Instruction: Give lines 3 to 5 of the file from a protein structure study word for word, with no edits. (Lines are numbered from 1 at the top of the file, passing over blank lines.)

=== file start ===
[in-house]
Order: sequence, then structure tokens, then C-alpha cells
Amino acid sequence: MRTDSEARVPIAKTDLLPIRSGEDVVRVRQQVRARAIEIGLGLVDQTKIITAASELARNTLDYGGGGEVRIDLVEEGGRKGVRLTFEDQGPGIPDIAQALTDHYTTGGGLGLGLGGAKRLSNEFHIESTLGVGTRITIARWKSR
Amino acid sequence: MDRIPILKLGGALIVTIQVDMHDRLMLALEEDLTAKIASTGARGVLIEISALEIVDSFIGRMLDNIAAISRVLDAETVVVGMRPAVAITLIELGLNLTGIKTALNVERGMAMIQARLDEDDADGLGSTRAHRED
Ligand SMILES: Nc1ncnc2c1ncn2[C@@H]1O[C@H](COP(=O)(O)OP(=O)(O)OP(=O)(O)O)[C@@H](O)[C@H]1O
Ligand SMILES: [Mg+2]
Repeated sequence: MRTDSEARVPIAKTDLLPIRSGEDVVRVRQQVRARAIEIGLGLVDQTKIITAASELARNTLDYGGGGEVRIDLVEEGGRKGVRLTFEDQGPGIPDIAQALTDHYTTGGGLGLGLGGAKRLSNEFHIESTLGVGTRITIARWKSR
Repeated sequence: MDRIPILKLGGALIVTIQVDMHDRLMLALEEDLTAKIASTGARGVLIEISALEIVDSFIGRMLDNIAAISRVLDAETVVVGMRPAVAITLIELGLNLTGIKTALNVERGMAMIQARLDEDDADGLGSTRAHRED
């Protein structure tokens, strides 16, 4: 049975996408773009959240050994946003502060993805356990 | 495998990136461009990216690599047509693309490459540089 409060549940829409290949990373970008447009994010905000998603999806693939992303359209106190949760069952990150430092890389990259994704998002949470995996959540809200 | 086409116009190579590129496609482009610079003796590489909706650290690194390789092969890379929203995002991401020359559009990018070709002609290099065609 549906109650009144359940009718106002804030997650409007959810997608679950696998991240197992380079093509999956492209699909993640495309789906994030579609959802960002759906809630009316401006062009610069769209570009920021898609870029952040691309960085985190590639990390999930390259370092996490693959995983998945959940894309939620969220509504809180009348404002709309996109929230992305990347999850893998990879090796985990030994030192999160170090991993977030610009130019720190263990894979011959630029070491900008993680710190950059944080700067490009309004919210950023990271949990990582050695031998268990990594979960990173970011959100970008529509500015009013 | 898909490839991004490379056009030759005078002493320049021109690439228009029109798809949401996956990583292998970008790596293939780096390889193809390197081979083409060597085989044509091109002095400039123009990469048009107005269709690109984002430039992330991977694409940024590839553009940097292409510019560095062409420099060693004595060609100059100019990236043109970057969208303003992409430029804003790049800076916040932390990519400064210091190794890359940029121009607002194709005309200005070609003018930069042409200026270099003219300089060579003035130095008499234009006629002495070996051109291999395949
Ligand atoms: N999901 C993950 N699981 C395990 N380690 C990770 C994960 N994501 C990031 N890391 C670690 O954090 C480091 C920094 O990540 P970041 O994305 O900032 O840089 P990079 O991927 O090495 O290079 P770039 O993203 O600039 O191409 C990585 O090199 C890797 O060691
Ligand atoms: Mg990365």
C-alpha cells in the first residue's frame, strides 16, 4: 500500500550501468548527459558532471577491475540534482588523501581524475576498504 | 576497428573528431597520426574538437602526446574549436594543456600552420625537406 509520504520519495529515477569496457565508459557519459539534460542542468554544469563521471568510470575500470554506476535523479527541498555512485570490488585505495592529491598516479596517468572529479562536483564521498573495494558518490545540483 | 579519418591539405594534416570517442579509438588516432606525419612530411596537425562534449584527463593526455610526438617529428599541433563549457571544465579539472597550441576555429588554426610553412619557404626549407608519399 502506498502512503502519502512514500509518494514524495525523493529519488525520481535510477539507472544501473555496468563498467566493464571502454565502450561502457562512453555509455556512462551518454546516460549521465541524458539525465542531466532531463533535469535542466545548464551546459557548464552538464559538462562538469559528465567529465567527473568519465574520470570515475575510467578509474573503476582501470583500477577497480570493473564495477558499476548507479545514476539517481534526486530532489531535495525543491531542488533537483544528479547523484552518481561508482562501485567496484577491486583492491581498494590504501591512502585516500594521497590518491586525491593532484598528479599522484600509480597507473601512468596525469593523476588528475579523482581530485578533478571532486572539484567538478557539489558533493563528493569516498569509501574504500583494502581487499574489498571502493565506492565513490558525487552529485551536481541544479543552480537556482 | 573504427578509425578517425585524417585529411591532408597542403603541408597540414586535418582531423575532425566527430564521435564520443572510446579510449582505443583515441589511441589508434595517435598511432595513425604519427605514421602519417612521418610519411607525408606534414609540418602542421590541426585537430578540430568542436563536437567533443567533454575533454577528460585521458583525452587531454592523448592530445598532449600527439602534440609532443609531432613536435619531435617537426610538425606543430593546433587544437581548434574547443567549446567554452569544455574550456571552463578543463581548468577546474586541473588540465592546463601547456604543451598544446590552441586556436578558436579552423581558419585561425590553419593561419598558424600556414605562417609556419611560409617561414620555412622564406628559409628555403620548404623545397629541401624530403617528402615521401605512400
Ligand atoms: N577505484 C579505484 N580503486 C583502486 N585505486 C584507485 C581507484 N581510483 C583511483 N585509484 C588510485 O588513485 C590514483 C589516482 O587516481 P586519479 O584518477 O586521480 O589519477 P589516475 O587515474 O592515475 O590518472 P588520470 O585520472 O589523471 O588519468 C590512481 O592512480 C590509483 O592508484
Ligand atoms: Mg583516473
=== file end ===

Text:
Amino acid sequence: MRTDSEARVPIAKTDLLPIRSGEDVVRVRQQVRARAIEIGLGLVDQTKIITAASELARNTLDYGGGGEVRIDLVEEGGRKGVRLTFEDQGPGIPDIAQALTDHYTTGGGLGLGLGGAKRLSNEFHIESTLGVGTRITIARWKSR
Amino acid sequence: MDRIPILKLGGALIVTIQVDMHDRLMLALEEDLTAKIASTGARGVLIEISALEIVDSFIGRMLDNIAAISRVLDAETVVVGMRPAVAITLIELGLNLTGIKTALNVERGMAMIQARLDEDDADGLGSTRAHRED
Ligand SMILES: Nc1ncnc2c1ncn2[C@@H]1O[C@H](COP(=O)(O)OP(=O)(O)OP(=O)(O)O)[C@@H](O)[C@H]1O